A demonstrator dressed as a clown outside of an EU-Canada summit in Brussels (AP Photo/Geert Vanden Wijngaert)
A demonstrator dressed as a clown outside of an EU-Canada summit in Brussels (AP Photo/Geert Vanden Wijngaert)

In a recent opinion piece, my CIGI colleague David Schneiderman called for Canada to abandon its support for investor-state arbitration (ISA) in international investment protection agreements. He hailed the opposition to ISA by the Wallonian Parliament and the decision of the EU to separate ISA from the provisional application of the rest of CETA. Like other principled critics of ISA, David Schneiderman is opposed to the inclusion of ISA not just with the EU but with all Canada’s trading partners.

This piece makes the case for continuous reform, not abandonment.

The EU has decided to refer the legality of ISA in CETA to its Court of Justice (CJEU) and will await the decision of the court before putting ISA into force. The probable outcome of that litigation is that the CJEU will find authority to commit to ISA to have been transferred from member states to the EU itself. The EU will then have to make the political choice of maintaining ISA in CETA or not.  One must know that the EU is already committed based on the unanimous support of its member states to ISA, both in recent trade agreements with Singapore and Vietnam as well as the 1994 Energy Charter Treaty to which it is bound with 52 states.

Should Canada and the EU agree to abandon ISA between themselves in CETA? Developed democracies can certainly resolve their differences between themselves without ISA, of that there is little doubt. So, should Canada and the EU abandon ISA in CETA and in all existing and future investment protection agreements? Unfortunately, the answer here is not as clear as the critics suggest.

To abandon ISA in all existing trade and investment protection agreements would mean renegotiating treaties such as NAFTA or the Energy Charter Treaty as well as a host of other bilateral treaties –  totaling some 3200. This would be like unscrambling eggs –not so easy. For Canada to go it alone would suggest that Canadian foreign investors would be at a disadvantage or would choose to make their investments through various foreign jurisdictions – such as the United States, Japan, Germany or the Netherlands –  who show no disposition to abandon ISA in their treaties. To abandon recourse to ISA in all future treaties would put Canadian investors at a disadvantage.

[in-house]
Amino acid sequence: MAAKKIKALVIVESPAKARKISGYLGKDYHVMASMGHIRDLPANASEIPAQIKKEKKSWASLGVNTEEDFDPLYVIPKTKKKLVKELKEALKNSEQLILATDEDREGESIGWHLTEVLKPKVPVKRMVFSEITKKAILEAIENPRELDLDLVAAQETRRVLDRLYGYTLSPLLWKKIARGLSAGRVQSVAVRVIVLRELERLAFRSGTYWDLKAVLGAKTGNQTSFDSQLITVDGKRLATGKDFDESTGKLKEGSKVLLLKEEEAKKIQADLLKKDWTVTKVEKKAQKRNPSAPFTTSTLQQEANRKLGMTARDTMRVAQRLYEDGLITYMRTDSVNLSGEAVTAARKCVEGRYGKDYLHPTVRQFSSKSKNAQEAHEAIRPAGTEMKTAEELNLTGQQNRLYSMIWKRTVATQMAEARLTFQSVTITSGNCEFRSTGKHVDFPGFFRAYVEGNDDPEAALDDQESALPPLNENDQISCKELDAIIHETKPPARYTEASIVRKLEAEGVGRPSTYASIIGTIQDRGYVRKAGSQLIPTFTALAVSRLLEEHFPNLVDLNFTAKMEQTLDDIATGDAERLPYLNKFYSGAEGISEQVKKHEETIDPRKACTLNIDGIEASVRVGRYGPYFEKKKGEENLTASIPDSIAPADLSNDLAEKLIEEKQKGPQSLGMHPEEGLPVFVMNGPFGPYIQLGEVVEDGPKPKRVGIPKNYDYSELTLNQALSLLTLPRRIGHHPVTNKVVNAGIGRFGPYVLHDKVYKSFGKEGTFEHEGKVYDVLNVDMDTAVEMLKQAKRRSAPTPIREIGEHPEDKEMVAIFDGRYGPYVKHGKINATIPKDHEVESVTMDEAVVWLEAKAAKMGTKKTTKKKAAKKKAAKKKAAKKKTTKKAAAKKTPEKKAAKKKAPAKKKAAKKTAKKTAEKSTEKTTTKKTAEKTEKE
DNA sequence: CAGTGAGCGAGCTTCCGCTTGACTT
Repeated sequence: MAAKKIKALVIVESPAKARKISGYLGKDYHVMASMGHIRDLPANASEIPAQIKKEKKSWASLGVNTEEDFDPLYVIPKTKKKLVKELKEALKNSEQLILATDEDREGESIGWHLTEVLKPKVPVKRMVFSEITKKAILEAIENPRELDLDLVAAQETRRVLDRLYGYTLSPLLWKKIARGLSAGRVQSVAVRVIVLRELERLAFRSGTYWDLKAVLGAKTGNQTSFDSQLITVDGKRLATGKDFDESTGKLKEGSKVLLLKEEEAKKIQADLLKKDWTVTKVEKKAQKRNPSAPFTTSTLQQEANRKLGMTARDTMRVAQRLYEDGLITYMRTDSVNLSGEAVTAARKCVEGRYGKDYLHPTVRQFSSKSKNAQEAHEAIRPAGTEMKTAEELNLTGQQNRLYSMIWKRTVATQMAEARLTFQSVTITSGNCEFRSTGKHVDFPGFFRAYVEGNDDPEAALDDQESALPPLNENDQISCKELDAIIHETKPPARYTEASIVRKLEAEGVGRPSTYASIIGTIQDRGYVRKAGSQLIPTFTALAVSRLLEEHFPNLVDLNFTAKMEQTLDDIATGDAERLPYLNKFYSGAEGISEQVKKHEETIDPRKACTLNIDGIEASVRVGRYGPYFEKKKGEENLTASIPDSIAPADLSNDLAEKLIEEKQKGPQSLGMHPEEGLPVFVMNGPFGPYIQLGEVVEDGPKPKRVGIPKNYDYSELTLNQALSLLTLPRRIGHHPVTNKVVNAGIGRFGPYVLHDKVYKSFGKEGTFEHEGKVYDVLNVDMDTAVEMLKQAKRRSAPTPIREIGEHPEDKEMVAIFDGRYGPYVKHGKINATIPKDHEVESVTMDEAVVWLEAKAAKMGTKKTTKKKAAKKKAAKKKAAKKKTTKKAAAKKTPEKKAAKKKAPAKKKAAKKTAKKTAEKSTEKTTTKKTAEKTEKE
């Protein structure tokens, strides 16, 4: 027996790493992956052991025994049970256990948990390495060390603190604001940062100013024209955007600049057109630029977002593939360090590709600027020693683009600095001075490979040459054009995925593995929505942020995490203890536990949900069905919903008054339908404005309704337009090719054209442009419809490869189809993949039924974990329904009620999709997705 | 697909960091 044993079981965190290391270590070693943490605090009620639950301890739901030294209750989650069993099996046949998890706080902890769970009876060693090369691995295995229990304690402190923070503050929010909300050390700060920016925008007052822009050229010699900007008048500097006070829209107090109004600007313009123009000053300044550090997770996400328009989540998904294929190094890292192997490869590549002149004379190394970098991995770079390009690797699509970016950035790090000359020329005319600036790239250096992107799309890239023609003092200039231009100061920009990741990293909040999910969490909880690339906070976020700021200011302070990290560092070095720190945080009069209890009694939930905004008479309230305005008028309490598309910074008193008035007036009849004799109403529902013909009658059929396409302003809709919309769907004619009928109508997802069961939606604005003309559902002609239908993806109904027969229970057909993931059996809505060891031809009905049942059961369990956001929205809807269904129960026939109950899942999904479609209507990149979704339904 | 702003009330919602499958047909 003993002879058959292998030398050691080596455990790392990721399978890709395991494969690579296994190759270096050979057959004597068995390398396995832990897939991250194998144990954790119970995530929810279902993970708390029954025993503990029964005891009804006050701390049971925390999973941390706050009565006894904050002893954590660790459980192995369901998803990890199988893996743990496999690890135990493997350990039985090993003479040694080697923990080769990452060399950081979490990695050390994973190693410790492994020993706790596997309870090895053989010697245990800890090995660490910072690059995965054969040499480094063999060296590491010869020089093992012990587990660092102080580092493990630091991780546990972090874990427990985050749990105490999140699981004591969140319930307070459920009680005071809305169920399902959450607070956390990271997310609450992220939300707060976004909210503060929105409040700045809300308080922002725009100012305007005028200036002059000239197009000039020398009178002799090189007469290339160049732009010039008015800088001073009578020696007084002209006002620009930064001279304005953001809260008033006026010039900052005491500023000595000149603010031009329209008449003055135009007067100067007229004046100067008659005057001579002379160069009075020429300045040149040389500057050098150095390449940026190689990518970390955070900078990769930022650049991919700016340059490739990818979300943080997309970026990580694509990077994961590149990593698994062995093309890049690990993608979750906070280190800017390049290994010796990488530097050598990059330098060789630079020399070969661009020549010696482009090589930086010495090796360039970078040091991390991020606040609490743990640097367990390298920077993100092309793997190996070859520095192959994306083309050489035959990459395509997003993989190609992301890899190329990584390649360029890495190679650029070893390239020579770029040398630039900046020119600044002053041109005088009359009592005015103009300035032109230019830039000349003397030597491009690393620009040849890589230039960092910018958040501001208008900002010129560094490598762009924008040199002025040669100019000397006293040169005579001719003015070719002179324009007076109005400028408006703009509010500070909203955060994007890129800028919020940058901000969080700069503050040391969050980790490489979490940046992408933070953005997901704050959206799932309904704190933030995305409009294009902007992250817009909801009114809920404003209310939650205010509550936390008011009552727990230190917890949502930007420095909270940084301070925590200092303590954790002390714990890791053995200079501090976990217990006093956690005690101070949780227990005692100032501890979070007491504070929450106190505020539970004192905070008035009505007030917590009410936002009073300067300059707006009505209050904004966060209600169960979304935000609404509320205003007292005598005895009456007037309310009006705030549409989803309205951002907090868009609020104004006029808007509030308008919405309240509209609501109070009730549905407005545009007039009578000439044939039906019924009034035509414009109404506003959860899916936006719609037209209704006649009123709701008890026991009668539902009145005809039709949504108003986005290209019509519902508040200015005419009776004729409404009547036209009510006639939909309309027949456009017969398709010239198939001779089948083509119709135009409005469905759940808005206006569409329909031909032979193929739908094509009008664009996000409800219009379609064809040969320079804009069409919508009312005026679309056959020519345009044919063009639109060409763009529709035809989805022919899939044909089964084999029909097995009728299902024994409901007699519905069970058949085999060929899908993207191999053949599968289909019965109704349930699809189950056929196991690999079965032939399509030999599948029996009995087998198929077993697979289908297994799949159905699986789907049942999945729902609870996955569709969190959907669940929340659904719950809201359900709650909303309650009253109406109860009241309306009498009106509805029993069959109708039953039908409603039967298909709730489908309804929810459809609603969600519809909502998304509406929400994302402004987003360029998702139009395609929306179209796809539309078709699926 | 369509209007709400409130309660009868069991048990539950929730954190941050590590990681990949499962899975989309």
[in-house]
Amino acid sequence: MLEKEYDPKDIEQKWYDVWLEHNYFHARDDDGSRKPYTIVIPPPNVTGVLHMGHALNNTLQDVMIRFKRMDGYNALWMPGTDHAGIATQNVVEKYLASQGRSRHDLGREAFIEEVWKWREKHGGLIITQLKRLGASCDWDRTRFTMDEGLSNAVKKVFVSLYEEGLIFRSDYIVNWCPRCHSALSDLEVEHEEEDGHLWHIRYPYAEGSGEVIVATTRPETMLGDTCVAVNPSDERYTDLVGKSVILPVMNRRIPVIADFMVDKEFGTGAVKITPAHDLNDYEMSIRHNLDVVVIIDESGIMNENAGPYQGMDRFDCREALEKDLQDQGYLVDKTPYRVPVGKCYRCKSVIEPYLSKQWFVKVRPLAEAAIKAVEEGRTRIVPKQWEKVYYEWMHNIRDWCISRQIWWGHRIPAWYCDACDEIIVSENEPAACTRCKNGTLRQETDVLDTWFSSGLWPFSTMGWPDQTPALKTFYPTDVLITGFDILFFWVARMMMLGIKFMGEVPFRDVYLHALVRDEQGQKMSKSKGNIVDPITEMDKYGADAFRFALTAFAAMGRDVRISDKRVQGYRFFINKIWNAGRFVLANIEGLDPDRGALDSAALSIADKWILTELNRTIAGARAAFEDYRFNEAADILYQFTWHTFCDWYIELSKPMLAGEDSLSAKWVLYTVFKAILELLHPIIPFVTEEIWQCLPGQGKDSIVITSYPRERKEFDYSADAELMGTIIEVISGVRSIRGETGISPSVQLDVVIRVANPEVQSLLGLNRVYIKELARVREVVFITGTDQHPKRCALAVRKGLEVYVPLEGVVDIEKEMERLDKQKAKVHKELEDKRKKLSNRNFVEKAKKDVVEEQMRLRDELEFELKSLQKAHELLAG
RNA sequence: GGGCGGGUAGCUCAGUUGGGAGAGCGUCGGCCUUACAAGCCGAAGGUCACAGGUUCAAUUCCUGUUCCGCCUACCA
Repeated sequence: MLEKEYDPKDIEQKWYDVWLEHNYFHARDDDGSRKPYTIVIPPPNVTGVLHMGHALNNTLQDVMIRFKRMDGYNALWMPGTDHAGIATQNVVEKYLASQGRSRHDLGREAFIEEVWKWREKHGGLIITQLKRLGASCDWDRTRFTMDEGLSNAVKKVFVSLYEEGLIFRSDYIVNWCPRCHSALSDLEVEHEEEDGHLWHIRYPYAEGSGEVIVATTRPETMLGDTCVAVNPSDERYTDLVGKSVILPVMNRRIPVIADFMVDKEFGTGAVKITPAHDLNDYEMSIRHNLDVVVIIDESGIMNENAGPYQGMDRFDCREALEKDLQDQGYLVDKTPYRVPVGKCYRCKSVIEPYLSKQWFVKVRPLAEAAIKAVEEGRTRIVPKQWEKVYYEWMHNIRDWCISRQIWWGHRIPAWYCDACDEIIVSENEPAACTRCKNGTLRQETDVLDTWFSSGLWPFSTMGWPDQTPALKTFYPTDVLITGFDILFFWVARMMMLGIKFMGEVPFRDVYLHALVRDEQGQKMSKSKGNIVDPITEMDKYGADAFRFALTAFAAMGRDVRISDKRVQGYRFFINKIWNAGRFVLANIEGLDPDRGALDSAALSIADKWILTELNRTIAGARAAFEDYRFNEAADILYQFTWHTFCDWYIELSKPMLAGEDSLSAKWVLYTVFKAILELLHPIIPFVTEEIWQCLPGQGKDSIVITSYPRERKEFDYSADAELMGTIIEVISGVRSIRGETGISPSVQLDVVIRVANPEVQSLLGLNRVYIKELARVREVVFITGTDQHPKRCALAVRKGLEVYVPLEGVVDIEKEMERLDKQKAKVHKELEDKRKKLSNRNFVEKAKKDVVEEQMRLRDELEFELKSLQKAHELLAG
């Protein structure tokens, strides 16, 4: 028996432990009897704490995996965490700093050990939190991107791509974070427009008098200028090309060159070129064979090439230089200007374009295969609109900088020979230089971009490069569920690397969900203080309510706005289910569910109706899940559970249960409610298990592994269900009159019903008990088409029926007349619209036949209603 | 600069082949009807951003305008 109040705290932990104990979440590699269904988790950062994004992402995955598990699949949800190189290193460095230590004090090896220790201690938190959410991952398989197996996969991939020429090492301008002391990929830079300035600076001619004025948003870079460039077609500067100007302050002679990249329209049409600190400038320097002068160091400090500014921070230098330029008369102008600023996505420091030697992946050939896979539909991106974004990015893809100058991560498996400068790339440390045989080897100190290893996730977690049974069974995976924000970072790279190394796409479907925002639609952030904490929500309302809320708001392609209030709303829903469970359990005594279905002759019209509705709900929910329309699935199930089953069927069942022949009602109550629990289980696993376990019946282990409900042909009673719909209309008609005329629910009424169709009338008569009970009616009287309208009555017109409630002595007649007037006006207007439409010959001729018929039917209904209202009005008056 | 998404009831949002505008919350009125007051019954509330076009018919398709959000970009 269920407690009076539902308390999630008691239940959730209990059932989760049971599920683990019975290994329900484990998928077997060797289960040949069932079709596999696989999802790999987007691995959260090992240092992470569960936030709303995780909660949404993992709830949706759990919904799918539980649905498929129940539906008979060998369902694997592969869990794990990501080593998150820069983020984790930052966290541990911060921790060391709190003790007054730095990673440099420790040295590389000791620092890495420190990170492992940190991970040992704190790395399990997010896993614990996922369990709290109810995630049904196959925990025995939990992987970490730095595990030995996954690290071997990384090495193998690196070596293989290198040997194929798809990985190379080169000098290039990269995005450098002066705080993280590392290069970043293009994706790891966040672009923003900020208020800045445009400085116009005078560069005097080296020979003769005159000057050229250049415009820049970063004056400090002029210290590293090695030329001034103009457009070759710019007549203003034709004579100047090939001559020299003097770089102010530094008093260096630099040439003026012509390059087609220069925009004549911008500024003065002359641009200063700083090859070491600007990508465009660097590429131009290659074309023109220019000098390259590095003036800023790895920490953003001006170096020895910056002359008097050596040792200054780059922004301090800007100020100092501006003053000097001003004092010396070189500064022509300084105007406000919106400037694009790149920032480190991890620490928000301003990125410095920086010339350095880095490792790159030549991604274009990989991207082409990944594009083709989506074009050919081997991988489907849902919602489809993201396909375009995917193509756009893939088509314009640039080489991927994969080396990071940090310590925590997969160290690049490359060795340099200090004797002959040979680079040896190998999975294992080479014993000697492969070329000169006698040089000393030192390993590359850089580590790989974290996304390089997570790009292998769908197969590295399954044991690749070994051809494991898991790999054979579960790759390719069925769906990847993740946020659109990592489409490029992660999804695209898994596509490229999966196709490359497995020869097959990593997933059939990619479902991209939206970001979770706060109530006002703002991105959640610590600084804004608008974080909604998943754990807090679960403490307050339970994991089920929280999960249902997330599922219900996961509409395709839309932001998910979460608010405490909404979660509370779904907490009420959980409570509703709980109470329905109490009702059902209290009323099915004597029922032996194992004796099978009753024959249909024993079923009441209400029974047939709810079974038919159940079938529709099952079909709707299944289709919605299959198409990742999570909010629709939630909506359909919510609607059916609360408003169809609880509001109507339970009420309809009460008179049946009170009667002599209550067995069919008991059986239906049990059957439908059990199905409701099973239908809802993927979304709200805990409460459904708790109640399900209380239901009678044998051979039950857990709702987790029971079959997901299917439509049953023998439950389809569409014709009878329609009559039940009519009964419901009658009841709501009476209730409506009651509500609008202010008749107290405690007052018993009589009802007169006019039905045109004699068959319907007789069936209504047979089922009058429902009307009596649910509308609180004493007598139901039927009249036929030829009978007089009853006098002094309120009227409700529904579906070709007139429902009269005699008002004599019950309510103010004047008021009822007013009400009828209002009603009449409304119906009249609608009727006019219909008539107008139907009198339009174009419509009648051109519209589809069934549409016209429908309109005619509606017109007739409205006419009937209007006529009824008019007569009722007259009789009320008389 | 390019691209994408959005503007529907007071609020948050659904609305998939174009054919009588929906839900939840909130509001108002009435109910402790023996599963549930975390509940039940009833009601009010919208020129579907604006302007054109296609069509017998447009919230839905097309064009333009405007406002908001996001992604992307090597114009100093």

There is a certain appeal to the idea of Canada abandoning ISA with the EU and other developed democracies. Despite the occasional aberration (such as the denial of the rights of the Canadian builders of the Budapest airport or the expropriation without compensation of the Bowater company by Newfoundland) developed democracies could live without it. But what kind of message does this send to the rest of the world were standards of justice and judicial independence leave a lot to be desired? If Canada and the EU do not need ISA why should it be necessary for the rest of the world? If Canada can abandon ISA, so can the many countries where property rights are tenuous at best.

The original and continuing purpose of ISA is to guarantee that, if there is a dispute concerning the arbitrary treatment of a foreign investor, the dispute will be settled on a non-political basis, by an independent tribunal according to preordained rules set out in a treaty. ISA continues to perform this function well in many cases. Of the 40 claims against Canada under NAFTA chapter 11, there would only be a comparable remedy under Canadian law in four cases, which shows that Canadian law is out of step with international protections of property rights.  The Canadian Model Foreign Investment Protection Agreement (FIPA), on which the CETA text is largely based, is a very balanced text. In some 45 pages, it contains careful definitions of the standards of protection of foreign investors available to foreign investors. FIPA also allows the states party to intervene to define certain terms that may be in dispute and has various significant procedural guarantees. All this is designed to ensure that the regulatory capacity of Canada and the other party to adopt measures to protect human health and safety, the environment and core labour standards, is not to be challenged. Now the EU and Canada have gone one step further than the balanced Canadian model in creating a standing investment tribunal in CETA. The EU is committed to attempting to negotiate a permanent global investment court.

Abandoning ISA has a certain appeal. But we live in a world of tragic choices and the consequences of abandoning ISA would be far worse than the existing system. 

So, should Canada and the EU abandon ISA in CETA and in all existing and future investment protection agreements? Unfortunately, the answer here is not as clear as the critics suggest.
Thematics
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